That would problably put the RIAA out of business as it doesn’t work to help them or their argument.

Anonymous Coward says:

Re: Re: Larger scope

More mercantilism in music wouldn’t seem like the ideal solution for anyone. Teach the politicians to ignore RIAA and MPAA and others who want to hamper competition legally. They will be out of the business or relevant in areas where they do not need the massive lobbying to have a profitable business model.

Anonymous Coward says:

the main point that comes out of this and all the other unbiased, factual reports and studies isn’t that Hollywood and the entertainment (mostly US) industries dont understand the figures or just disagree with them, they dont want to take notice, they dont want to understand them, they dont want to admit that they are right and all the industry sponsored ones have been heavily loaded in their favour after being doctored and are wrong!
what is even more wrong is that all politicians, governments and so called technology groups like the European Commission join the industries in ignoring the factual reports but jump all over the reports that are from the industries themselves, knowing what is going to be said in them!
of course we say that it’s because of the bribes and other encouragements that are provided to those people and groups, but surely there has to be an even bigger reason, just as there has to be a bigger reason than just the financial side of things for the industries themselves. that has to be control but also the then availability for governments to conduct the surveillance they want to, by passing laws giving those industries permission to watch who is doing what on the internet. the governments are actually the ones doing the watching, not specifically for the industries but for themselves primarily and when there is an instance of suspected ‘file sharing’, the government concerned passes on the information to the industries and they take that matter further. the government gets away with citizen spying, the entertainment industries get to sue another poor fucker for sharing a music track with his mate! everyone is happy, except the people that both of these bodies work for, who have just been screwed yet again!!

Musical Dunce says:

Vi Hart makes some of Mike's points musically

This video by Vi Hart is totally awesome and makes some of Mike’s arguments about Copyright law musically.

https://www.youtube.com/watch?v=4niz8TfY794

It’s 30 minutes long and best watched in one sitting.
You might even learn a thing or two. I certainly did, though admittedly, where music is concerned, I’m an empty vessel.

Stevo (profile) says:

LSE

It’s almost cute how naive and clueless this study is.
Just like similarly clueless academic reports that because Wall Street profits are up, the economy is good.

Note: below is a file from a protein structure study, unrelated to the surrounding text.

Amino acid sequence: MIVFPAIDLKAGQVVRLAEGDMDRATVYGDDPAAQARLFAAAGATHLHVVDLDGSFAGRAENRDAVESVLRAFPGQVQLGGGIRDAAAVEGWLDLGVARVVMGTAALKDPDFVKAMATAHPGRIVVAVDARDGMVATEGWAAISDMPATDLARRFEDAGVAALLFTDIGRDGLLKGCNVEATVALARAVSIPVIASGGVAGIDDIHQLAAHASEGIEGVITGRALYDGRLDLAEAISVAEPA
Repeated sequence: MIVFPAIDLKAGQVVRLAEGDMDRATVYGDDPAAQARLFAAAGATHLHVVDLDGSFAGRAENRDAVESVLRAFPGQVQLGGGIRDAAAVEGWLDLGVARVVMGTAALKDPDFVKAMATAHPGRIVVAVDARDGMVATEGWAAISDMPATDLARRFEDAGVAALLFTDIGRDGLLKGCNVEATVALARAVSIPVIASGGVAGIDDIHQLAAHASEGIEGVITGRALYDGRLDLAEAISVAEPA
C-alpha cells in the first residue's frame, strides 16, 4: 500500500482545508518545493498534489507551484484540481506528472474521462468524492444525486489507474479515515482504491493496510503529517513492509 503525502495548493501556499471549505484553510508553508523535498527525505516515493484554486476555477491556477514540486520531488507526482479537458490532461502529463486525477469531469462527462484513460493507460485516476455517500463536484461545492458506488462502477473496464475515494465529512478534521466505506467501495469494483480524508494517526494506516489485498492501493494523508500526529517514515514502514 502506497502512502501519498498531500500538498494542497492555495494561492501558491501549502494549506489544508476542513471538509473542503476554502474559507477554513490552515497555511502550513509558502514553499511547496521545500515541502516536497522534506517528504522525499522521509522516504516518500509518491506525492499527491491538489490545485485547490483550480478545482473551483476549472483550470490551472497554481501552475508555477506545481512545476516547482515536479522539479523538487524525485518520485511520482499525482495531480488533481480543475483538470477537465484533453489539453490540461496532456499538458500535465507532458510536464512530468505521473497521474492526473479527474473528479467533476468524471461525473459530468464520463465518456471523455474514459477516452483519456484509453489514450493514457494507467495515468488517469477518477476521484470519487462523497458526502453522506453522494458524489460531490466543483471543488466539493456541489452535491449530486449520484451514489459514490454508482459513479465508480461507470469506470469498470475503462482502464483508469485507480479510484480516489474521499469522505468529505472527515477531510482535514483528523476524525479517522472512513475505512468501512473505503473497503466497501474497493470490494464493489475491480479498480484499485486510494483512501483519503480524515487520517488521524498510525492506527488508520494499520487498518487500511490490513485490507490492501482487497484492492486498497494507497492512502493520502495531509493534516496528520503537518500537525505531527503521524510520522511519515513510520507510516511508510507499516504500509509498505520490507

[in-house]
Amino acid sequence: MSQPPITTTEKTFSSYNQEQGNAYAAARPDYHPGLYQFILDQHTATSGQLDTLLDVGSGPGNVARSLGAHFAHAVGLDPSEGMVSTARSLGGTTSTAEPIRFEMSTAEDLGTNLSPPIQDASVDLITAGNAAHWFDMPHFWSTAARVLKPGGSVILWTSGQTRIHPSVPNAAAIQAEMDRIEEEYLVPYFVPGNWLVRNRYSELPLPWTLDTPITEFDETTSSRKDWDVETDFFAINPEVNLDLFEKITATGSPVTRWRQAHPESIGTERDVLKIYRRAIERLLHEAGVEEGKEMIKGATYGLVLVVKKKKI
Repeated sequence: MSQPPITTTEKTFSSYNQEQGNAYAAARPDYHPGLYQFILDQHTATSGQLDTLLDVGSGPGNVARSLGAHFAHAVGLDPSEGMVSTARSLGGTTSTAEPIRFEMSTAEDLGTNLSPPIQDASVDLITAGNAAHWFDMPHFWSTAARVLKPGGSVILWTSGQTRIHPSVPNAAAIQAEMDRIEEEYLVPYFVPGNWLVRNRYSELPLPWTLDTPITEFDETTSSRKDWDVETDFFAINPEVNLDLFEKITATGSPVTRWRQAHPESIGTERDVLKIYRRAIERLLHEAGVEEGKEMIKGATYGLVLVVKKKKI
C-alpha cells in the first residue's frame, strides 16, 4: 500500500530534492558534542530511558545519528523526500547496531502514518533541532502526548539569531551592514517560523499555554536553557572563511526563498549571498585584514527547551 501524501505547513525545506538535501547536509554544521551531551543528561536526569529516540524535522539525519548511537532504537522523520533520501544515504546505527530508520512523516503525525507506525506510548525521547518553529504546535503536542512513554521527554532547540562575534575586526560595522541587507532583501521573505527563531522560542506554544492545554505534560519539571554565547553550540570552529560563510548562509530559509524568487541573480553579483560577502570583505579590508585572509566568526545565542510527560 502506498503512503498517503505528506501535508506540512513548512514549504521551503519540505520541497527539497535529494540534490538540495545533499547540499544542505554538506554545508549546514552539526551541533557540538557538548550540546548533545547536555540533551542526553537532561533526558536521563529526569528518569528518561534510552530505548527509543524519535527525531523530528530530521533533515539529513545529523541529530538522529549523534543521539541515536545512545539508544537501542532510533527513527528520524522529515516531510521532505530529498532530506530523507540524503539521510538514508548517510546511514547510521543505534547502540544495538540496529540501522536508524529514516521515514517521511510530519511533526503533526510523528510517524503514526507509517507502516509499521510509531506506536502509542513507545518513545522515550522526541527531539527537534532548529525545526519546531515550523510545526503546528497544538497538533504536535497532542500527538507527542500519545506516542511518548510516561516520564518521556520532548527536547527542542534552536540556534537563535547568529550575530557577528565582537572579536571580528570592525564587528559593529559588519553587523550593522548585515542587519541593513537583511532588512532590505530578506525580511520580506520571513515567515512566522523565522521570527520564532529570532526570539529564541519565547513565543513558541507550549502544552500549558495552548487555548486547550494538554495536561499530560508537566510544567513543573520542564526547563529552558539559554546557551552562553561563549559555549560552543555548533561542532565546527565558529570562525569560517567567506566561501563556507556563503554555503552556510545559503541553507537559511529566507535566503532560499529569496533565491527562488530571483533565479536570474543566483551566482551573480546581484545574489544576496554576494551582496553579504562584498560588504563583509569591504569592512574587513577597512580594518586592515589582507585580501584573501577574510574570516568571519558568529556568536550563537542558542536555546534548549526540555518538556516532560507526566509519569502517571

But it’s true there is as much money in music as ever. Actually profits are higher than ever before because almost no money is spent developing new acts!
All the money is going to ‘legacy’ acts like Madonna, the Stones, U2?
Ticket sales are markedly down in numbers but drastically higher in price.
(average ticket for Rolling Stones: $500)
So the music economy, just like the rest of the economy is only benefiting the 1%
The accurate part of the study mentions how useless take down notices are. It’s also true that not all the news in the music business is bad:
The music festivals that are getting bigger and longer and new artists are getting great exposure. The problem is that touring is never profitable for smaller acts and even mid-level artists have only sustained their careers from broadcast royalties .
The transitional stage the music business is in is no worse than pre-Motown/British Invasion or pre-Punk/New Wave. The commercial and artistic breakthroughs of those eras happened because of the entrepreneurial incentives for people like Berry Gordy, Brian Epstein and Andrew Loog Oldham. But the entrepreneurs of today are internet cloud-barons reigning over a feudal structure of unpaid musical serfs.
If the music streaming services can graduate from a venture capital-Ponzi scheme model into truly viable businesses, then maybe they can fill the gap being left by dwindling radio and television royalties.
Advertising is what supported musicians for the last 90 years and music is even more integral to commerce than ever. Torrent sites lower the bar for ad rates, helping to create a junk mail landscape of online advertising.
This hurts music much more than downloading.
If the torrent sites are allowed to continue unmolested but cut out of the advertising business they will provide a very healthy underground community that promotes creativity, while the streaming services would get higher ad rates which would save the music scene.